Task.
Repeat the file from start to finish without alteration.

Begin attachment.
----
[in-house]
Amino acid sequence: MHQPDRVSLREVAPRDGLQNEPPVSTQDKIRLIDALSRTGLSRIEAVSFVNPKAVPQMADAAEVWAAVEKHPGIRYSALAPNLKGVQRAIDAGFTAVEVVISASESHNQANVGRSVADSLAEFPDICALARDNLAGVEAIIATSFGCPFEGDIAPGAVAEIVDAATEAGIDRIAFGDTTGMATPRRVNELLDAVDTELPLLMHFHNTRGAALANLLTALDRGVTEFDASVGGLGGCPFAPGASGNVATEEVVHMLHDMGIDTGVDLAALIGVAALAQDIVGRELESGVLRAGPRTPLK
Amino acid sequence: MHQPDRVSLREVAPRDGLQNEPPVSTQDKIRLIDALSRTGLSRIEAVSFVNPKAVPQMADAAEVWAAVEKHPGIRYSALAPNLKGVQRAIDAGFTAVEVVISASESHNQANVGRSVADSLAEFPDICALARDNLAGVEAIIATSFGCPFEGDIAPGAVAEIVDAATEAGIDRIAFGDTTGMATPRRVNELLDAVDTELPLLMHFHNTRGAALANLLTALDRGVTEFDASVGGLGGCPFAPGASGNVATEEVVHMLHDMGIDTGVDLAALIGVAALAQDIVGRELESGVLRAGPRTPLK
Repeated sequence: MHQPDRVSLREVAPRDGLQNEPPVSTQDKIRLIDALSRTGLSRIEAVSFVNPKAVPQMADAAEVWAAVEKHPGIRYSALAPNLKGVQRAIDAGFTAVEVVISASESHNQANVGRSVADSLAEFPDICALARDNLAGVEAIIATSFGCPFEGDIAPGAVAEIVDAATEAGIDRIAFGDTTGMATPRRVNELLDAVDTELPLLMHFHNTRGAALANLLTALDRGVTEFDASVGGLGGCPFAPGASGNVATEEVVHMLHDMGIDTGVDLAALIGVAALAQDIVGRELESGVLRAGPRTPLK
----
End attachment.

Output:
[in-house]
Amino acid sequence: MHQPDRVSLREVAPRDGLQNEPPVSTQDKIRLIDALSRTGLSRIEAVSFVNPKAVPQMADAAEVWAAVEKHPGIRYSALAPNLKGVQRAIDAGFTAVEVVISASESHNQANVGRSVADSLAEFPDICALARDNLAGVEAIIATSFGCPFEGDIAPGAVAEIVDAATEAGIDRIAFGDTTGMATPRRVNELLDAVDTELPLLMHFHNTRGAALANLLTALDRGVTEFDASVGGLGGCPFAPGASGNVATEEVVHMLHDMGIDTGVDLAALIGVAALAQDIVGRELESGVLRAGPRTPLK
Amino acid sequence: MHQPDRVSLREVAPRDGLQNEPPVSTQDKIRLIDALSRTGLSRIEAVSFVNPKAVPQMADAAEVWAAVEKHPGIRYSALAPNLKGVQRAIDAGFTAVEVVISASESHNQANVGRSVADSLAEFPDICALARDNLAGVEAIIATSFGCPFEGDIAPGAVAEIVDAATEAGIDRIAFGDTTGMATPRRVNELLDAVDTELPLLMHFHNTRGAALANLLTALDRGVTEFDASVGGLGGCPFAPGASGNVATEEVVHMLHDMGIDTGVDLAALIGVAALAQDIVGRELESGVLRAGPRTPLK
Repeated sequence: MHQPDRVSLREVAPRDGLQNEPPVSTQDKIRLIDALSRTGLSRIEAVSFVNPKAVPQMADAAEVWAAVEKHPGIRYSALAPNLKGVQRAIDAGFTAVEVVISASESHNQANVGRSVADSLAEFPDICALARDNLAGVEAIIATSFGCPFEGDIAPGAVAEIVDAATEAGIDRIAFGDTTGMATPRRVNELLDAVDTELPLLMHFHNTRGAALANLLTALDRGVTEFDASVGGLGGCPFAPGASGNVATEEVVHMLHDMGIDTGVDLAALIGVAALAQDIVGRELESGVLRAGPRTPLK